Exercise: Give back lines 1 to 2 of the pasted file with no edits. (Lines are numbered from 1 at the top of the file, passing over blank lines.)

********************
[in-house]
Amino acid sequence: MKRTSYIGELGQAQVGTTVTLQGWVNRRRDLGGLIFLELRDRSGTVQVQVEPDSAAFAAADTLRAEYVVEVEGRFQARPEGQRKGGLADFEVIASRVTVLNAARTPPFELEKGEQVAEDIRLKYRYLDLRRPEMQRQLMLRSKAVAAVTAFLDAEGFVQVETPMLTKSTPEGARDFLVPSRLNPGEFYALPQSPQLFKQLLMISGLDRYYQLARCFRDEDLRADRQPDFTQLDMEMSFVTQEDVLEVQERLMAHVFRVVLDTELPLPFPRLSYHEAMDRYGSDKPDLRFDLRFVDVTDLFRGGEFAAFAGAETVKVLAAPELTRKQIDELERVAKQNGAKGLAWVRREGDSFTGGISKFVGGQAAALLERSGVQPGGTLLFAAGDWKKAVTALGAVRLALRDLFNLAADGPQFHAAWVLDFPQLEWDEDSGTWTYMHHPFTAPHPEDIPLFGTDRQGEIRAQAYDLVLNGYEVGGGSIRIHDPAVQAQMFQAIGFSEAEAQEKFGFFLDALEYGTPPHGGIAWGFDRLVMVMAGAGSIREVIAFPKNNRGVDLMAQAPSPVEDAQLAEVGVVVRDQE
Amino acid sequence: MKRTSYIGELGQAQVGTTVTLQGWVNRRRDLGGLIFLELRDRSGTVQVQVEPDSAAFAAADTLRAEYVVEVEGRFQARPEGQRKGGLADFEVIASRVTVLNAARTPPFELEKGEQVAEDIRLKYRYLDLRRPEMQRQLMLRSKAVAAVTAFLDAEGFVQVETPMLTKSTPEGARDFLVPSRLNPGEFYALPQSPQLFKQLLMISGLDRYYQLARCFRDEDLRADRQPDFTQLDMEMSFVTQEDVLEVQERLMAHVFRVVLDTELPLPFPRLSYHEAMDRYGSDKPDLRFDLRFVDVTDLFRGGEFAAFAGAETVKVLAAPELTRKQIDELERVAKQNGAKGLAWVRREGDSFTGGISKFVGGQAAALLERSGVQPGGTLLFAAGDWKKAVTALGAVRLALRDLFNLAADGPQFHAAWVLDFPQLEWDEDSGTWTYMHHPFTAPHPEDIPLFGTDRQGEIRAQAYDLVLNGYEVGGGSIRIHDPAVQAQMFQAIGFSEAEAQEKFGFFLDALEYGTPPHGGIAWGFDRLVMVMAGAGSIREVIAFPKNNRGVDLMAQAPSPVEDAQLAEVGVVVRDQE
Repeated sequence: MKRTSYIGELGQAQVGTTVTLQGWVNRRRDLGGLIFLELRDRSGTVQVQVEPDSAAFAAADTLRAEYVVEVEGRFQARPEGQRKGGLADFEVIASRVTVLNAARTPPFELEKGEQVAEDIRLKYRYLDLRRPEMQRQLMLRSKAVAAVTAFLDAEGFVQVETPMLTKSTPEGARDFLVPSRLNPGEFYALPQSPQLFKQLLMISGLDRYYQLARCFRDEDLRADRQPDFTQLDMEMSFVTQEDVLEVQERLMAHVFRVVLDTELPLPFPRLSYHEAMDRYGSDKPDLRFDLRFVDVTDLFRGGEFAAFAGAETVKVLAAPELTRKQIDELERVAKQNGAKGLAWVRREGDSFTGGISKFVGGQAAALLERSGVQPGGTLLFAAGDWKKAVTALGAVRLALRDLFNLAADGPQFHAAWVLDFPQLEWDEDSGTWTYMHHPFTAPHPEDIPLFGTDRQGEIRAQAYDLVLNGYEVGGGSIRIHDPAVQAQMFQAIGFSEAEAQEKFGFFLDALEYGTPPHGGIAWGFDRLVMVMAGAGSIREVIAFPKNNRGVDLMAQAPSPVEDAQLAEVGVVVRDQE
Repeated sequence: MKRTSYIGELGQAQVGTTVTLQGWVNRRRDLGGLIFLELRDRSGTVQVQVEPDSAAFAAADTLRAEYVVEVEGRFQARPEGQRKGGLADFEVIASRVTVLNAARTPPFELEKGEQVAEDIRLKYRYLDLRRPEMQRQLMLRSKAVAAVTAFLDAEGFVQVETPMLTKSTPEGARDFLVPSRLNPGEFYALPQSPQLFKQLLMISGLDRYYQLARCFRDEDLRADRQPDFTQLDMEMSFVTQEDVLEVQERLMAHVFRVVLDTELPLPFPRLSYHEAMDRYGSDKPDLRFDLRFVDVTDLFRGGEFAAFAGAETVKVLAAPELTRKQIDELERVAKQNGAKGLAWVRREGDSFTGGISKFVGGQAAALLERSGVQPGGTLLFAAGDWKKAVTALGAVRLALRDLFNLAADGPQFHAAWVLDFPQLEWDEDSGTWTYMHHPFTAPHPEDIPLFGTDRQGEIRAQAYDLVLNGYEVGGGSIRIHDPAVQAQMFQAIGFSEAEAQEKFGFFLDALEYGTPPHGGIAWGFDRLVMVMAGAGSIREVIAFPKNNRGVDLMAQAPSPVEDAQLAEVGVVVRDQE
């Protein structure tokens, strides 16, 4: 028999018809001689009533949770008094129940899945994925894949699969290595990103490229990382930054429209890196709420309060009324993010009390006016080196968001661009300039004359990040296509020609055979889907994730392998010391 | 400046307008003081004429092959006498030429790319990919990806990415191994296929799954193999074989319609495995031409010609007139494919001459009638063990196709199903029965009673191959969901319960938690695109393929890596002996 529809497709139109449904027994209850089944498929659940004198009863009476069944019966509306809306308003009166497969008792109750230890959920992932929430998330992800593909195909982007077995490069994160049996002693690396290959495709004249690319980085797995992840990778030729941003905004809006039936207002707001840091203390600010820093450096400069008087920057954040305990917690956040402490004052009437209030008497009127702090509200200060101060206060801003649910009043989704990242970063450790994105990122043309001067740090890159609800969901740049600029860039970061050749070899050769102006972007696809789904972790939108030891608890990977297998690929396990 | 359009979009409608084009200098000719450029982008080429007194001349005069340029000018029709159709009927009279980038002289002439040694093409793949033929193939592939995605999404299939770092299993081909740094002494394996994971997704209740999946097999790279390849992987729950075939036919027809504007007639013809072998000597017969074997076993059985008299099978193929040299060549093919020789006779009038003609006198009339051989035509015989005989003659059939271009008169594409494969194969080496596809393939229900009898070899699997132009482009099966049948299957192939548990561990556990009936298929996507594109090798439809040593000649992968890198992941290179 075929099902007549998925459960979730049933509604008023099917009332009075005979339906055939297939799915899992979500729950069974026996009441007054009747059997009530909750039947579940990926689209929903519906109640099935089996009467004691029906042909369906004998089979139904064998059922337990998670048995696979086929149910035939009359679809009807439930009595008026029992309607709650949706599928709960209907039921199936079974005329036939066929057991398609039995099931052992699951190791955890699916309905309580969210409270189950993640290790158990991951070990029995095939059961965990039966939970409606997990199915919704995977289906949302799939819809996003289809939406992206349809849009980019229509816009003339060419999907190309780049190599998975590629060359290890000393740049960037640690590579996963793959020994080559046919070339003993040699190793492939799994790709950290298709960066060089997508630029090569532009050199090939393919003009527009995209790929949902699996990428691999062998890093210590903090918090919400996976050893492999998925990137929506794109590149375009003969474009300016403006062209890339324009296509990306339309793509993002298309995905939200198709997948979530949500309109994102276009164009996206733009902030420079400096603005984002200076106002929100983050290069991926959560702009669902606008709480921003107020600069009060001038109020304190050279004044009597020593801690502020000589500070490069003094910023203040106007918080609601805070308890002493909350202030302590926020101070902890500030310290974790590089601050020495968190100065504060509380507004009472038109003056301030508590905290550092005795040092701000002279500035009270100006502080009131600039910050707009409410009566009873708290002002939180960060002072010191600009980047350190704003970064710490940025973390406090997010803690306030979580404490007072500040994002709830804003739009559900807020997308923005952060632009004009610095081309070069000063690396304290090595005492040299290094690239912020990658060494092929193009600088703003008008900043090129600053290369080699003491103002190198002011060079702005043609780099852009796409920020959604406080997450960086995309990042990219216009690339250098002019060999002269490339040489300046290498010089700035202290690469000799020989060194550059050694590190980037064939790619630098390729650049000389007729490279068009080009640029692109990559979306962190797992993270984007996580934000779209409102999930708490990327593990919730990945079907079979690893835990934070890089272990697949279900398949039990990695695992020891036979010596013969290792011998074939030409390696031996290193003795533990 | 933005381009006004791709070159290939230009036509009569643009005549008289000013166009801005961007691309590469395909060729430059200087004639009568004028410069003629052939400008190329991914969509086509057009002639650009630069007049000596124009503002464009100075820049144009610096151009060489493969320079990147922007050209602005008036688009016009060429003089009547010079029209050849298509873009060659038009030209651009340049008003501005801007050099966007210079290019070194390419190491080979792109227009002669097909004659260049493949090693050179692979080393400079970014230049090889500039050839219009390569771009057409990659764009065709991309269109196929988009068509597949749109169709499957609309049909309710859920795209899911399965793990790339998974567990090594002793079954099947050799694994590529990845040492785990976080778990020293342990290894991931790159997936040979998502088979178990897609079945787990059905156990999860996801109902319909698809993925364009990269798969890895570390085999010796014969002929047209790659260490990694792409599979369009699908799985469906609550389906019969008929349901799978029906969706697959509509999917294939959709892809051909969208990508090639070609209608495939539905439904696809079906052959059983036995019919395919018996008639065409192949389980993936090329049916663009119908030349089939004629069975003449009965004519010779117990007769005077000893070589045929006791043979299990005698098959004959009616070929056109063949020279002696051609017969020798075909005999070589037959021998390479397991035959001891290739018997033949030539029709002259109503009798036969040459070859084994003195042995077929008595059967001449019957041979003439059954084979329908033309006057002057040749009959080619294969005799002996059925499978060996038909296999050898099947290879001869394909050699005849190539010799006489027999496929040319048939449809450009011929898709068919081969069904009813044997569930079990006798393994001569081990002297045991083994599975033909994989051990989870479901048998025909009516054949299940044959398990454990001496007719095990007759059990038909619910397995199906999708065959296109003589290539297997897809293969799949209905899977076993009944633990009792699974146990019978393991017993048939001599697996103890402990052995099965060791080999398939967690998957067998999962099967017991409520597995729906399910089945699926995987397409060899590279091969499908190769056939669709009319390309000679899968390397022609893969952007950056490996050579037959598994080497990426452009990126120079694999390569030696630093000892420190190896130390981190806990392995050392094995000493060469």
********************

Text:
[in-house]
Amino acid sequence: MKRTSYIGELGQAQVGTTVTLQGWVNRRRDLGGLIFLELRDRSGTVQVQVEPDSAAFAAADTLRAEYVVEVEGRFQARPEGQRKGGLADFEVIASRVTVLNAARTPPFELEKGEQVAEDIRLKYRYLDLRRPEMQRQLMLRSKAVAAVTAFLDAEGFVQVETPMLTKSTPEGARDFLVPSRLNPGEFYALPQSPQLFKQLLMISGLDRYYQLARCFRDEDLRADRQPDFTQLDMEMSFVTQEDVLEVQERLMAHVFRVVLDTELPLPFPRLSYHEAMDRYGSDKPDLRFDLRFVDVTDLFRGGEFAAFAGAETVKVLAAPELTRKQIDELERVAKQNGAKGLAWVRREGDSFTGGISKFVGGQAAALLERSGVQPGGTLLFAAGDWKKAVTALGAVRLALRDLFNLAADGPQFHAAWVLDFPQLEWDEDSGTWTYMHHPFTAPHPEDIPLFGTDRQGEIRAQAYDLVLNGYEVGGGSIRIHDPAVQAQMFQAIGFSEAEAQEKFGFFLDALEYGTPPHGGIAWGFDRLVMVMAGAGSIREVIAFPKNNRGVDLMAQAPSPVEDAQLAEVGVVVRDQE